Yields are expected to shrink and optimum tea-producing zones will shift uphill to cooler areas according to Peter Laderach, a CIAT climate scientist and an author of the Future Climate Scenarios for Uganda's Tea Growing Areas study, published last month (2 August).

Patrick Wetala, lead tea researcher at Uganda's Coffee Research Centre, told SciDev.Net that temperature rises will expose tea varieties to new conditions.

"In practice the rise in temperature is likely to lead to some parts of the plant, or all the plant, wilting or utterly drying as often happens during drought," Wetala said.

"The plucked leaf of the surviving plants will give poor quality tea as the leaves will be brittle," he added.

"Another, possibly more serious, impact of the rise in temperature is the coming into prominence of previously minor pests and diseases and the emergence of more virulent ones," he said.

The report, whose results were "a shock" according to Laderach, combined the results of 18 climate and two crop-prediction models, concluding that Uganda was set to suffer more than neighbouring Kenya, for a which a report CIAT published earlier this year (26 May) predicted "serious challenges" .

George Sekitoleko, executive secretary of the Ugandan Tea Association (UTA), said: " What scientists are predicting is right because whenever we have prolonged droughts, tea bushes dry extensively. Therefore, when temperatures rise by 2.3 degrees Celsius, impacts shall be extremely serious.

"Worse still, our tea is 100 per cent rain-fed. And the tea trade earns Uganda US$90m in foreign exchange."

"Concerted efforts towards adaptation now will be crucial to help minimise the risk," said Laderach.

Uganda grows about 20,000 hectares (ha) of tea, compared with about 132,000 ha for Kenya, and supports the livelihoods of up to half a million people, according to the UTA.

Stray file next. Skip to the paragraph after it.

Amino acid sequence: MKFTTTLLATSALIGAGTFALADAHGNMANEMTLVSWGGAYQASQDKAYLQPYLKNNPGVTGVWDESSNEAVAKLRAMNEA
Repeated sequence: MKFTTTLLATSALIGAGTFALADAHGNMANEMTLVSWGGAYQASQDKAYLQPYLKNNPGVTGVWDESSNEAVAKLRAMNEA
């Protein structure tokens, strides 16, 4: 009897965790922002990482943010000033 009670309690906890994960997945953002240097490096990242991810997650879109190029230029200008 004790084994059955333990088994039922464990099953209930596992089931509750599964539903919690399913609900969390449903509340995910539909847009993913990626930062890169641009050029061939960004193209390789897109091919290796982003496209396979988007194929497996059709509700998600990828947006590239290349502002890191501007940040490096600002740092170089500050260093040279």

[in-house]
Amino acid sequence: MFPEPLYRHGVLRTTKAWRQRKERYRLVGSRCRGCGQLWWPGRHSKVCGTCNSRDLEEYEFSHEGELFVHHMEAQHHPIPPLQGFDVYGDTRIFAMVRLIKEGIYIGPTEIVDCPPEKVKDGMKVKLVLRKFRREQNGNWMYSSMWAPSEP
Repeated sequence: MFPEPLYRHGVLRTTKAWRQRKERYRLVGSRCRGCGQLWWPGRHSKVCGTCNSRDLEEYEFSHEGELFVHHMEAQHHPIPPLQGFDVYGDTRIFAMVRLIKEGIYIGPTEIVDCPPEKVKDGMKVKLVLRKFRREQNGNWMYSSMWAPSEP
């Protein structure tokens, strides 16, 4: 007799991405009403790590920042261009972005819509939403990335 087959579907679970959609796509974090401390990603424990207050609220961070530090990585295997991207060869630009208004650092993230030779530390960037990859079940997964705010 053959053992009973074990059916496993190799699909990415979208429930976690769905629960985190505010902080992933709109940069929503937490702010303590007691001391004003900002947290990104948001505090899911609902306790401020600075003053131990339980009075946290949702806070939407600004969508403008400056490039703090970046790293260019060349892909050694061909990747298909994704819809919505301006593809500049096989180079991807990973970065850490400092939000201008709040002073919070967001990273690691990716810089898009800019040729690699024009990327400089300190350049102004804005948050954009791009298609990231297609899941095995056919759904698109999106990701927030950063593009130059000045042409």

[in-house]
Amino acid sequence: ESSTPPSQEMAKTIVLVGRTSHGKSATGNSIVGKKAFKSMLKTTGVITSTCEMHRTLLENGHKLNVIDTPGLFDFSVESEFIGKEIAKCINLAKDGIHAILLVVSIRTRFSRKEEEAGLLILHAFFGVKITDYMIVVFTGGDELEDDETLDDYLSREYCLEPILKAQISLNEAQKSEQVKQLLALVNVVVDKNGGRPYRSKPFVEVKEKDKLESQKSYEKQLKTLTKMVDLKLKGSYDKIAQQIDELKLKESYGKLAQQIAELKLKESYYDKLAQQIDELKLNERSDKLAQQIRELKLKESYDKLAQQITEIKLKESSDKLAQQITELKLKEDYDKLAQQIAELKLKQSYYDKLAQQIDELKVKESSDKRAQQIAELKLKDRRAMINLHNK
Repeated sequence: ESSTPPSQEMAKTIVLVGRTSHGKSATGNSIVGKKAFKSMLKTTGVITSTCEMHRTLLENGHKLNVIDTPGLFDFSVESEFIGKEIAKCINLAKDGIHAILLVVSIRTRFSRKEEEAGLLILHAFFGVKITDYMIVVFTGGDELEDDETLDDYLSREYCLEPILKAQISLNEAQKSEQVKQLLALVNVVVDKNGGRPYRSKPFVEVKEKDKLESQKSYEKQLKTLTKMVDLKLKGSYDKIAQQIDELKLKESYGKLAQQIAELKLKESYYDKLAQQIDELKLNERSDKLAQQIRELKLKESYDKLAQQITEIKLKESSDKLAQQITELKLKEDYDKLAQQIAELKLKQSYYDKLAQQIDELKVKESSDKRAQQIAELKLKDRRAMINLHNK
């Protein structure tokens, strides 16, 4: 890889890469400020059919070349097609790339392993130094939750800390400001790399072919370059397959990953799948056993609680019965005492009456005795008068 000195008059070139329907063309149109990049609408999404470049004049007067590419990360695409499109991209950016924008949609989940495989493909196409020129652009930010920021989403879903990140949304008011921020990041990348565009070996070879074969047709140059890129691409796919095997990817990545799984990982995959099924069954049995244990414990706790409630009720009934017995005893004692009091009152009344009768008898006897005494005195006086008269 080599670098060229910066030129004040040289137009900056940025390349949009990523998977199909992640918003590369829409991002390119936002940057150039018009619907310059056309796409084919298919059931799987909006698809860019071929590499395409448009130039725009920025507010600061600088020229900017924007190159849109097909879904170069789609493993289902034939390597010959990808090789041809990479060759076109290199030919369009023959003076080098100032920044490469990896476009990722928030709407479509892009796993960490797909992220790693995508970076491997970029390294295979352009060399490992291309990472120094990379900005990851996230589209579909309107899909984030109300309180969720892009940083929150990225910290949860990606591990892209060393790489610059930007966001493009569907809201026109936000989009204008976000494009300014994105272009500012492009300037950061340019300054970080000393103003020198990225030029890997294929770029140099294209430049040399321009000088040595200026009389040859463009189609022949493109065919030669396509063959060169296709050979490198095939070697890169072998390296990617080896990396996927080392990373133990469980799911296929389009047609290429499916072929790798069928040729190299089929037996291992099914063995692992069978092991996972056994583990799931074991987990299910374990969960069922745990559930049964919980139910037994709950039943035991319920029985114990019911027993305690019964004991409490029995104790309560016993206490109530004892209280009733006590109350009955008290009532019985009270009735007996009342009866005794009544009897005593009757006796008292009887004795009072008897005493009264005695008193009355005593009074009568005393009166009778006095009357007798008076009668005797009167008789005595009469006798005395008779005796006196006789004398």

Some of Uganda's most lucrative tea plantations could be "wiped off the map" under the 2.3 degree Celsius temperature rise predicted for 2050, a study has said.

Even with the expected one degree Celsius rise by 2020, the 60,000 small farmers who grow Uganda's high-quality tea could face a 30 to 48 per cent decline in output, scientists at the Colombia-based International Center for Tropical Agriculture (CIAT) have said.

Yields are expected to shrink and optimum tea-producing zones will shift uphill to cooler areas according to Peter Laderach, a CIAT climate scientist and an author of the Future Climate Scenarios for Uganda's Tea Growing Areas study, published last month (2 August).

Patrick Wetala, lead tea researcher at Uganda's Coffee Research Centre, told SciDev.Net that temperature rises will expose tea varieties to new conditions.

"In practice the rise in temperature is likely to lead to some parts of the plant, or all the plant, wilting or utterly drying as often happens during drought," Wetala said.

"The plucked leaf of the surviving plants will give poor quality tea as the leaves will be brittle," he added.

"Another, possibly more serious, impact of the rise in temperature is the coming into prominence of previously minor pests and diseases and the emergence of more virulent ones," he said.

The report, whose results were "a shock" according to Laderach, combined the results of 18 climate and two crop-prediction models, concluding that Uganda was set to suffer more than neighbouring Kenya, for a which a report CIAT published earlier this year (26 May) predicted "serious challenges" .

George Sekitoleko, executive secretary of the Ugandan Tea Association (UTA), said: " What scientists are predicting is right because whenever we have prolonged droughts, tea bushes dry extensively. Therefore, when temperatures rise by 2.3 degrees Celsius, impacts shall be extremely serious.

"Worse still, our tea is 100 per cent rain-fed. And the tea trade earns Uganda US$90m in foreign exchange."
 

"Concerted efforts towards adaptation now will be crucial to help minimise the risk," said Laderach.

Uganda grows about 20,000 hectares (ha) of tea, compared with about 132,000 ha for Kenya, and supports the livelihoods of up to half a million people, according to the UTA.